Many menopausal women or those approaching in perimenopause, are suggested to take or add phytoestrogens to the diet to reduce many symptoms experienced in menopause. But what are phytoestrogens? And why would they help? What are the benefits? Are there any side effects? All good questions I hear you say!
Phytoestrogens are plant compounds are very similar in structure to the estrogen that we naturally make in our bodies. This similarity to our own natural estrogen can prove helpful, as it means the ingested phytoestrogens can ‘mimic’ natural estrogen and bind to the receptors on the cells, just as natural estrogen would.
There are several phenolic compounds or ‘families’ of phytoestrogens and the most well-researched ‘family’ are the isoflavones. You may have heard of the 2 major isoflavones genistein and daidzein? Isoflavones are found most abundantly in soybeans and in the herb red clover (Trifolium pratense), but also in greens beans, alfalfa sprouts, mung beans, chickpeas and peanuts, soy products, like tofu.
Why is there conflicting evidence about phytoestrogens?
Hundreds of studies have been done on phytoestrogens and menopause. There are been differing results, some for the inclusion, some saying it will not help. The reasons studies show mixed results maybe; the placebo effect (if you think something will work it very well may. So the effect of anything, any medicine, has to be greater than 25% or it is regarded as a placebo effect), one dietary measure cannot help everyone reduce all symptoms, differing amounts were given, so some studies were done on women who didn’t have a higher enough dose to produce a result, some studies did not go for long enough (herbal medicine and dietary changes generally take longer than pharmaceuticals to have an effect).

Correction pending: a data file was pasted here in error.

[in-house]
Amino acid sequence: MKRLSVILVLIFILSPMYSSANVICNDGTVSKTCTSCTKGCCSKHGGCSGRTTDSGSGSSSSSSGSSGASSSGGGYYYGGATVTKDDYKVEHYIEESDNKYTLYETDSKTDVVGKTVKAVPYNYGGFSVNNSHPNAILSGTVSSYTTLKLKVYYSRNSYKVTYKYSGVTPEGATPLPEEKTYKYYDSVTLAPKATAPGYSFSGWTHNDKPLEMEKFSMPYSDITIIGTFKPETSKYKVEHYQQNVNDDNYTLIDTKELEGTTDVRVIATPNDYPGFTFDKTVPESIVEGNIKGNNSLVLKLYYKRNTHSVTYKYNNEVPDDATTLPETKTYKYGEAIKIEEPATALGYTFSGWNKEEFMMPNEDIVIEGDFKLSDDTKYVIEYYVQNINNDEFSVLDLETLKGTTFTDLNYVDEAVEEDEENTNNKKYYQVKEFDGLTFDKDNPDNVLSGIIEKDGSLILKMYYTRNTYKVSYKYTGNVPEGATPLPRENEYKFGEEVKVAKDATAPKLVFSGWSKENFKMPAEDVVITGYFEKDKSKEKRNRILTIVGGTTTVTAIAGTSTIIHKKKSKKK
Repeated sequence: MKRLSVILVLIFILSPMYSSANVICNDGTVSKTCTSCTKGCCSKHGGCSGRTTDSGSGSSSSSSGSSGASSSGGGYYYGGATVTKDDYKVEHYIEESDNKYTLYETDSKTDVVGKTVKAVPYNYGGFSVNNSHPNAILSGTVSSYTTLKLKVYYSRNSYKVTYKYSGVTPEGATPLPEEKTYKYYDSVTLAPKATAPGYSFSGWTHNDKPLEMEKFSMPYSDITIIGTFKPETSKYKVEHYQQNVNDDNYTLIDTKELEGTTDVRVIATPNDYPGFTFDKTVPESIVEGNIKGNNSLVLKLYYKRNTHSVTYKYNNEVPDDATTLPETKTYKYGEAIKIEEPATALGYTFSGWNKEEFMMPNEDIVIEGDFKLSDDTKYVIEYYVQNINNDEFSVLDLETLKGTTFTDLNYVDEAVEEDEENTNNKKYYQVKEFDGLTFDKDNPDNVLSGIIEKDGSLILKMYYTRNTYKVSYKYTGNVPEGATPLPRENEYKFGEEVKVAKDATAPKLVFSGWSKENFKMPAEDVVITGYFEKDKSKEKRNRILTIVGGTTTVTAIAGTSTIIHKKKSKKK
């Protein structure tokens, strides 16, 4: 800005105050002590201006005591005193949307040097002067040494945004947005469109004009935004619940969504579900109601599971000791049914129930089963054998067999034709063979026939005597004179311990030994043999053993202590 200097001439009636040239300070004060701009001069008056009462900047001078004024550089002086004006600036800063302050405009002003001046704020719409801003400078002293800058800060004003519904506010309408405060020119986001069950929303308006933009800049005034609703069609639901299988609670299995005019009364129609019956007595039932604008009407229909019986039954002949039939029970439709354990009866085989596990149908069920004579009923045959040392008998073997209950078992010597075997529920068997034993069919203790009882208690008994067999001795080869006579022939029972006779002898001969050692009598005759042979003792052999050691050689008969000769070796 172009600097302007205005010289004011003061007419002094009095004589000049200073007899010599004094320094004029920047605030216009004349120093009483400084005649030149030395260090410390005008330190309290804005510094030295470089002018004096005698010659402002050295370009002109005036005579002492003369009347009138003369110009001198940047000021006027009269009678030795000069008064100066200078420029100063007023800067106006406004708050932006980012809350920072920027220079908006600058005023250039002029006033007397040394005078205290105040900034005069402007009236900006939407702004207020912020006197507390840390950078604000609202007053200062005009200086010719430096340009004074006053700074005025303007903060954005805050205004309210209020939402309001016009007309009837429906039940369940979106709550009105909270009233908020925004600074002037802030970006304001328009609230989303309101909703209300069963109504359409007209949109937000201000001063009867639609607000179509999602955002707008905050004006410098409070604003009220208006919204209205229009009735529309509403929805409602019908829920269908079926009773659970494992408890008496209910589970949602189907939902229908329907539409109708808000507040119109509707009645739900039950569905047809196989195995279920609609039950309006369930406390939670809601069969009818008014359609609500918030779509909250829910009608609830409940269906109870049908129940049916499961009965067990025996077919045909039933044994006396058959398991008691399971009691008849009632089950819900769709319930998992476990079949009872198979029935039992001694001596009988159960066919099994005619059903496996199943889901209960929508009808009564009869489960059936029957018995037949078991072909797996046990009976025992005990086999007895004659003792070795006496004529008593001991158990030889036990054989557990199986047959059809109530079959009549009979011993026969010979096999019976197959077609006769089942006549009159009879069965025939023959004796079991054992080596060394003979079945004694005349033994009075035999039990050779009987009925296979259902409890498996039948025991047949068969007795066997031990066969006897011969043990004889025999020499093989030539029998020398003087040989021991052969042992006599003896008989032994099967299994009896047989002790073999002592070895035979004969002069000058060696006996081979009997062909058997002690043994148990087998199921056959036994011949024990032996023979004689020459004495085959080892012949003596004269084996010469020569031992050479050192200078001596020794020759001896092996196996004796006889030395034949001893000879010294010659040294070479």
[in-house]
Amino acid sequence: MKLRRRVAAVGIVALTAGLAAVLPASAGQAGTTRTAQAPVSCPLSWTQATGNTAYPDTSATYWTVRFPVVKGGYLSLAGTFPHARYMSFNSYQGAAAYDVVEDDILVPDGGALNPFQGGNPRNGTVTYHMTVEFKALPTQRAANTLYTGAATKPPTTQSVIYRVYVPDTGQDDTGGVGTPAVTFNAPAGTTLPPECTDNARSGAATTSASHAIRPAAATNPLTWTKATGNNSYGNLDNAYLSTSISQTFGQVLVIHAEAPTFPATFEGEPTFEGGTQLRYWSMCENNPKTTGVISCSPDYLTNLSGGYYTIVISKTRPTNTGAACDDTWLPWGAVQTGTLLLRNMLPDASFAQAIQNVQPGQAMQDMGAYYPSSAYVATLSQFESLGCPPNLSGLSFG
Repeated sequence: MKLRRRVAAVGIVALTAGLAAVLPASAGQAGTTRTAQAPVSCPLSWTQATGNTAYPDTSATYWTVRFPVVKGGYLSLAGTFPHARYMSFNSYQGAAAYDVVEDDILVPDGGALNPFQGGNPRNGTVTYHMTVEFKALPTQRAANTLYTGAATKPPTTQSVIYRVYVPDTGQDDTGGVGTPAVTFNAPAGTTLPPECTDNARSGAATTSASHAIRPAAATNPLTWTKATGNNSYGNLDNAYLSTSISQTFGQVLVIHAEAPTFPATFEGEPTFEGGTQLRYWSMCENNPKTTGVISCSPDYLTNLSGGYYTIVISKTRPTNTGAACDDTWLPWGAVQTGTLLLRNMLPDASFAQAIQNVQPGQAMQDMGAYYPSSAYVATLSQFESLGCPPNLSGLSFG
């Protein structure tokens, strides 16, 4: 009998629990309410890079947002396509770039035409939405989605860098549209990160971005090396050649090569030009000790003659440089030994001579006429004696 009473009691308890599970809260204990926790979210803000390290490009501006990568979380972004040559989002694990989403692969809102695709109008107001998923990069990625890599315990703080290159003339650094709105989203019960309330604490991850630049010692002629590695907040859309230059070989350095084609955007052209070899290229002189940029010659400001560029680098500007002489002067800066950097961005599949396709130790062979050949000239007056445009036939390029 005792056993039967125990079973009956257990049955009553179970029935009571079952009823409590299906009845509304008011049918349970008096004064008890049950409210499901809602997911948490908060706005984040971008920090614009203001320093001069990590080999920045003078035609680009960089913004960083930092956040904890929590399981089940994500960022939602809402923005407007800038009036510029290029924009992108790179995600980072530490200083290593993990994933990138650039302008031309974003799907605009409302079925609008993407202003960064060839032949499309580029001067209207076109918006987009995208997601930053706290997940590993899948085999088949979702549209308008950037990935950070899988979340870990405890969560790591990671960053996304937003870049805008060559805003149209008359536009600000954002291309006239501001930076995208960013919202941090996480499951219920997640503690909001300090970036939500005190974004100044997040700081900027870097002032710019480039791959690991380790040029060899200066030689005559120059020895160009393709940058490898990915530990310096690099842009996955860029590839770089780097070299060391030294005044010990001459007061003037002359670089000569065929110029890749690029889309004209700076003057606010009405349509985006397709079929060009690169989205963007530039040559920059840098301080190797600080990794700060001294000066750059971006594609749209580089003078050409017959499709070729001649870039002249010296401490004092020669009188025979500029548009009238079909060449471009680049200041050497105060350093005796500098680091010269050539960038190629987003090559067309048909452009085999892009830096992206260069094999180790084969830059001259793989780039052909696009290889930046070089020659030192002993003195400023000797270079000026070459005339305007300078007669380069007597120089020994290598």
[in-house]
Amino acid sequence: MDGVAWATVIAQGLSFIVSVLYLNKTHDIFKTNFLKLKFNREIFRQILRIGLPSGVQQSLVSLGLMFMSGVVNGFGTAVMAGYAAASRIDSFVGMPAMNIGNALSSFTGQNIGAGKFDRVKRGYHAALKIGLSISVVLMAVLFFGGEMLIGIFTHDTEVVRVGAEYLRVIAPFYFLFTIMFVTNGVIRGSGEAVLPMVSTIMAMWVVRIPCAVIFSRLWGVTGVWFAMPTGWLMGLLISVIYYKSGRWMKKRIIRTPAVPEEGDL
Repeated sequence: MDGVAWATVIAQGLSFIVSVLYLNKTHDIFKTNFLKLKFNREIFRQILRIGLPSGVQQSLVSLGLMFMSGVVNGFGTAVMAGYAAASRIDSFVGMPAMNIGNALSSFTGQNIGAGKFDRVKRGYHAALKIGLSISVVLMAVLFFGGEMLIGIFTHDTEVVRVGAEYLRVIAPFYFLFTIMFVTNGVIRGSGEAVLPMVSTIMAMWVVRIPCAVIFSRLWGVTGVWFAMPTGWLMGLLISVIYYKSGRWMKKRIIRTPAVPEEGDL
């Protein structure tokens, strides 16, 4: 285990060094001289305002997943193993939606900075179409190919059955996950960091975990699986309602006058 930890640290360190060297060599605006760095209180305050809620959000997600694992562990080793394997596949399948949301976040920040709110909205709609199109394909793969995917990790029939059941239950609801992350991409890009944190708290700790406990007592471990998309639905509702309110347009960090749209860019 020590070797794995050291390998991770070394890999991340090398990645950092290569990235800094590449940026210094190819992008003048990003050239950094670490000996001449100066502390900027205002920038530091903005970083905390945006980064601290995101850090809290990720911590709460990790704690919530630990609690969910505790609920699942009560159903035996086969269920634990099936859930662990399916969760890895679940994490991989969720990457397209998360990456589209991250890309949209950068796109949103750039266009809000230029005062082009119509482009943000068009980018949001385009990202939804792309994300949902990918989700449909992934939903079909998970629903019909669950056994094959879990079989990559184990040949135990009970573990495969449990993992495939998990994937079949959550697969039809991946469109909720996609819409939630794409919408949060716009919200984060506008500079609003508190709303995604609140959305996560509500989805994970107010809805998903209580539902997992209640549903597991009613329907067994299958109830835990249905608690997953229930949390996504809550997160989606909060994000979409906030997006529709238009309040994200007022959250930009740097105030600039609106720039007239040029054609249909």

There was a meta-analysis, the largest collection of studies on this issue, conducted in 2013 that found hot flushes were reduced with the consumption of phytoestrogens. A further Cochrane review (a review on the meta-analyses) found, specifically that genistein was responsible for the beneficial effects.
Other data in the studies, while not conclusive found positive effects on sleep, vaginal dryness, bone density, memory and improving cholesterol profiles. The risk profile of these plant-based compounds is also good, meaning that there is not a greater risk of breast and endometrial cancers (this again has studies that differ in their opinions on soy possibly increasing cancer risk in those with a strong family history or women who have had an oestrogen driven cancer).
How much do I need to have a day?
The Cochrane review found genistein, the compound in phytoestrogens, was effective in reducing the frequency, especially in those having more than 5 flushes daily, and in some cases, the severity, of hot flushes, at doses ranging from 30 to 60 mg per day. Another study found that 2 slices of bread containing 25gm of flaxseed daily after 3 months decreased the frequency of hot flushes. Below is a table outlining how much you have to eat to obtain the required amount of genistein daily.
Name of the plant containing phytoestrogens Genistein content of this food
½ cup of miso soup 1161.3 gm genistein
1 tablespoon soy sauce -17 gm genistein
¼ cup tempeh 3755.4 gm genistein
¼ cup soy beans (edamame) 1236 gm genistein
¼ cup tofu 5456 gm genistein
250ml soymilk 4649 ml genistein
¼ cup hummus 5.7 gm genistein
¼ cup mung bean sprouts 25.7 gm genistein
¼ cup almonds 5.3 gm genistein
¼ cup flaxseeds 74 gm genistein
Above is a varied list of foods containing phytoestrogens and more importantly genistein. With up to 75% of menopausal women experiencing hot flushes, some simple dietary changes, that do not have noted side effects, could be part of the overall plan to ‘transition with grace’.